CAFFEINE AND GUARANA
NCAA Drug Testing Fact Sheet for Student Athletes
November 16, 2022
College athletes need to be careful when it comes to caffeine since it is on the NCAA Banned Substances list. While moderate amounts of caffeine can improve athletic performance, too much can actually hurt athletic performance. Overload on caffeine and you will be too anxious and jittery to play and can permanently impact your athletic career if you test positive. While many NCAA student athletes use caffeine daily and don’t test positive, it is possible. Here is what NCAA student athletes, parents, coaches and others need to know about caffeine, guarana, and NCAA drug testing.
- Caffeine is not banned outright by the NCAA, rather it must be limited. To test positive for caffeine in the NCAA there must be more than 15 micrograms per milliliter (ug/ml, parts per million) found in a urine sample. [i]
- It takes 500 mg of caffeine to reach the 15 ug/ml NCAA caffeine limit according to the U.S. Olympic Committee, Sports Cardiovascular and Wellness Nutrition (SCAN), College and Professional Sports Dietitians Association (CPSDA) and NCAA Sport Science Institute. [ii] [iii] Metabolism can vary and less may be a concern for some people.
- A statistical study in 2019 looked at caffeine levels in 7,844 urine samples from elite athletes and showed less than 0.87% violated the old World Anti-Doping Agency (WADA) threshold of 12 ug/ml. [iv] If this carries over to the NCAA where caffeine is banned at a higher limit of 15 ug/ml the positive rate may be even lower.
- A 2021 International Society of Sports Nutrition (ISSN) position stand on caffeine and exercise performance noted, “10 mg/kg body mass orally ingested over several hours,” is needed to break the 12 ug/ml caffeine limit in Olympic drug testing. [v] At 4.55 mg/lb this corresponds to 500-1,365 mg for athletes in the 110-300 pound range.
- The CPSDA, SCAN, NCAA Sport Science Institute, and ISSN agree that 3-6 mg/kg body mass of caffeine can improve exercise performance while 6-9 mg/kg can lead to “overstimulation” and other negative side-effects.
- FDA caffeine guidelines, “cited 400 milligrams a day—that’s about four or five cups of coffee—as an amount not generally associated with dangerous, negative effects.” [vi] This is also below the suggested NCAA risk level.
- Guarana is on the NCAA Banned Substances list only as an example of caffeine; guarana is not completely banned. Consumption of guarana must be limited along with the more than 60 other plant sources of caffeine including coffee, tea, cocoa, yerba mate, kola nut, and guayusa. [vii] [viii]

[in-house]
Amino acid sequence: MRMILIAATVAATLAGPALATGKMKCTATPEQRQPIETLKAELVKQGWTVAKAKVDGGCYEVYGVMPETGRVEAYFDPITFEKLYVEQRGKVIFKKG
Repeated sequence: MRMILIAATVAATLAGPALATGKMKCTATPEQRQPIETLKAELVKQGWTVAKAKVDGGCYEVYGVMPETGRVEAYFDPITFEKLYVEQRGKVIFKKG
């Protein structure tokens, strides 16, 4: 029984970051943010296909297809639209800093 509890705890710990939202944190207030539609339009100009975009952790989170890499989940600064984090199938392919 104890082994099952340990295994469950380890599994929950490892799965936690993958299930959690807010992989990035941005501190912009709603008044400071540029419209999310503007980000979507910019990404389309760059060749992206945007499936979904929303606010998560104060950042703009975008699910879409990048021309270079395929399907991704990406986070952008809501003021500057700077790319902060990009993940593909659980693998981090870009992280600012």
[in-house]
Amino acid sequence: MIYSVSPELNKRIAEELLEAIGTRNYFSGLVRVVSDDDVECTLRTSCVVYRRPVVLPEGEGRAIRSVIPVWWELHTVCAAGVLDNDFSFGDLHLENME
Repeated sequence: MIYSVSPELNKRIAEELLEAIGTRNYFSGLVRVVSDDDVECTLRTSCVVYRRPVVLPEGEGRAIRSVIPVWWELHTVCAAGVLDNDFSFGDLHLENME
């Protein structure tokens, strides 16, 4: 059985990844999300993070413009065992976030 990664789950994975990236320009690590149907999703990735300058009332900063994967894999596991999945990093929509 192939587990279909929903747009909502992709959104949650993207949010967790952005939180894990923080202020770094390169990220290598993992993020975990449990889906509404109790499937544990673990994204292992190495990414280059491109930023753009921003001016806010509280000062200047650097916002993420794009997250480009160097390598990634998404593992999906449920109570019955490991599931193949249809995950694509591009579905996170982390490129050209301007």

- NCAA drug testing does not check for any of the specific sources of caffeine like guarana, coffee, tea, or chocolate. The NCAA tests for caffeine itself in high amounts greater than 15 ug/ml in urine.
- Energy drinks containing caffeine or guarana are impermissible for NCAA schools to provide to student athletes under NCAA Division I Bylaw 184.108.40.206 Nutritional Supplements, but they can still be consumed in moderation. [ix] Excessive use of any product or food containing caffeine can put student athletes at risk of a positive drug test.
Popular energy drinks like Celsius, Monster, Rockstar and others that contain caffeine and guarana are not totally banned by the NCAA. Energy drink brands cannot have sponsorships with the NCAA or any schools but can be name, image, likeness (“NIL”) sponsors of individual athletes.
[i] NCAA Drug Testing Program 2022-2023, NCAA Sport Science Institute. Accessed November 16, 2022, https://ncaaorg.s3.amazonaws.com/ssi/substance/2022-23/2022-23SSI_DrugTestingProgram.pdf.
[ii] U.S. Olympic and Paralympic Committee Sports Nutrition Team, Caffeine Factsheet. Accessed November 16, 2022, https://www.teamusa.org/-/media/TeamUSA/Athlete-Services/Caffeine-Factsheet-2020-final.pdf?la=en&hash=A3D7743CE0E483210EA59558D249465538783877
[iii] Collegiate and Professional Sports Dietitian Association (CPSDA), Caffeine and Athletic Performance, Accessed November 16, 2022, https://www.sportsrd.org/wp-content/uploads/2018/11/Caffeine_and_Athletic_Performance_WEB.pdf
[iv] Aguilar-Navarro M, Muñoz G, Salinero JJ, Muñoz-Guerra J, Fernández-Álvarez M, Plata MDM, Del Coso J. Urine Caffeine Concentration in Doping Control Samples from 2004 to 2015. Nutrients. 2019 Jan 29;11(2):286. https://doi.org/10.3390/nu11020286 . PMID: 30699902; PMCID: PMC6412495.
[v] Guest, N.S., VanDusseldorp, T.A., Nelson, M.T. et al. International society of sports nutrition position stand: caffeine and exercise performance. J Int Soc Sports Nutr 18, 1 (2021). https://doi.org/10.1186/s12970-020-00383-4.
[vi] Spilling the Beans: How much caffeine is too much?, U.S. Food and Drug Administration, December 12, 2018. Accessed November 16, 2022, https://www.fda.gov/consumers/consumer-updates/spilling-beans-how-much-caffeine-too-much
[vii] 2022-23 NCAA Banned Substances. Accessed November 16, 2022, https://ncaaorg.s3.amazonaws.com/ssi/substance/2022-23NCAA_BannedSubstances.pdf
[viii] Sources of Caffeine, Coffee and Health. Accessed November 16, 2022. https://www.coffeeandhealth.org/coffee-and-caffeine/sources-of-caffeine
[ix] 2022-2023 NCAA Division I Manual, August 1, 2022. Accessed November 16, 2022. https://web3.ncaa.org/lsdbi/reports/getReport/90008